T-Mobile has changed its tune quicker than a trumpet player with his flies caught in a meat slicer, saying in a statement that it won't be cutting the fair-use limit from 3GB to 500MB, but only for existing customers.
Awashed over the Internet after the company previously published a clumsily written missive telling customers, "if you want to download, stream and watch video clips, save that stuff for your home broadband."
People chained to T-Mo contracts were climbing over themselves to cancel their contracts, despite the company weakly parrying with claims that the mobile data allowance wasn't part of its core service. The fact that it had given less than a month's notice about the change didn't help the big pink network either.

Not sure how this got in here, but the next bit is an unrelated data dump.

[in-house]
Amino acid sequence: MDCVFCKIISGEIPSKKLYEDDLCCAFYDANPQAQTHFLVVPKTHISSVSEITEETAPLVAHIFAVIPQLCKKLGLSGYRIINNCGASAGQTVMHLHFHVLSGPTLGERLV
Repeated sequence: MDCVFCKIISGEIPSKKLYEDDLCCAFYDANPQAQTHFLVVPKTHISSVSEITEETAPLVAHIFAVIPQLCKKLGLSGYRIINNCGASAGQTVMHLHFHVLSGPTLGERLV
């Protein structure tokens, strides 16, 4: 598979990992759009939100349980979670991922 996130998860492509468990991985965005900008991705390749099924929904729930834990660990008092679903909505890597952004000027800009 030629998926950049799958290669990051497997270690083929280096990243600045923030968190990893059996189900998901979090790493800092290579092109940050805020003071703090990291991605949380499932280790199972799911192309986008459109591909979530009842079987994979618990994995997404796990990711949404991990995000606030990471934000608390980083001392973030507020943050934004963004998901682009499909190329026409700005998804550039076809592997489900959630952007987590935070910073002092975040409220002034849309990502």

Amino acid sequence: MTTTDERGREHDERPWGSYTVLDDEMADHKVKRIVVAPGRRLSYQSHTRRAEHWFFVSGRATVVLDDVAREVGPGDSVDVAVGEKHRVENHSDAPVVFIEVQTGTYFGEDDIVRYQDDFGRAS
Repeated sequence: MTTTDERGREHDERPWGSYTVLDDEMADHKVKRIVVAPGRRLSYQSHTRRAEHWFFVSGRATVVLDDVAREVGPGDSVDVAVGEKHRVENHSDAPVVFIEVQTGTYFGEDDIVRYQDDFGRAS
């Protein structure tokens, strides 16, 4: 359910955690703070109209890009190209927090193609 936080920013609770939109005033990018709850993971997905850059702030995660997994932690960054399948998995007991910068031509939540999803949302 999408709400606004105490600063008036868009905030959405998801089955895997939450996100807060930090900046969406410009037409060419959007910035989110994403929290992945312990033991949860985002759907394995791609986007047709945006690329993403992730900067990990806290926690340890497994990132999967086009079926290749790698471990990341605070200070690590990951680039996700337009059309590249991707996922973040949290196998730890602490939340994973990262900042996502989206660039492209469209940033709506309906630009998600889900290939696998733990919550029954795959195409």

With its tail firmly tucked between its legs, T-Mobile has moved the change forward to 1 February, and says it won't now affect existing customers, just new ones. That means if you bought an Android phone with a 3GB fair-use limit from T-Mobile you can keep it, unchanged. The sting in the tail is that you'll join the new customers in the 500MB ghetto if you upgrade.
You won't be charged if you go over the fair-use limit, but some of your phone's data services, such as streaming music, will be cut off. If you want to keep surfing with all systems go, you have the option to pay more for a 1GB limit.
That gives T-Mobile some advantage over Vodafone, whichwhen they break their 500MB data ceiling. O2 also for new and upgrading customers last summer, cutting its fair use from unmentionably high to a mere 500MB.
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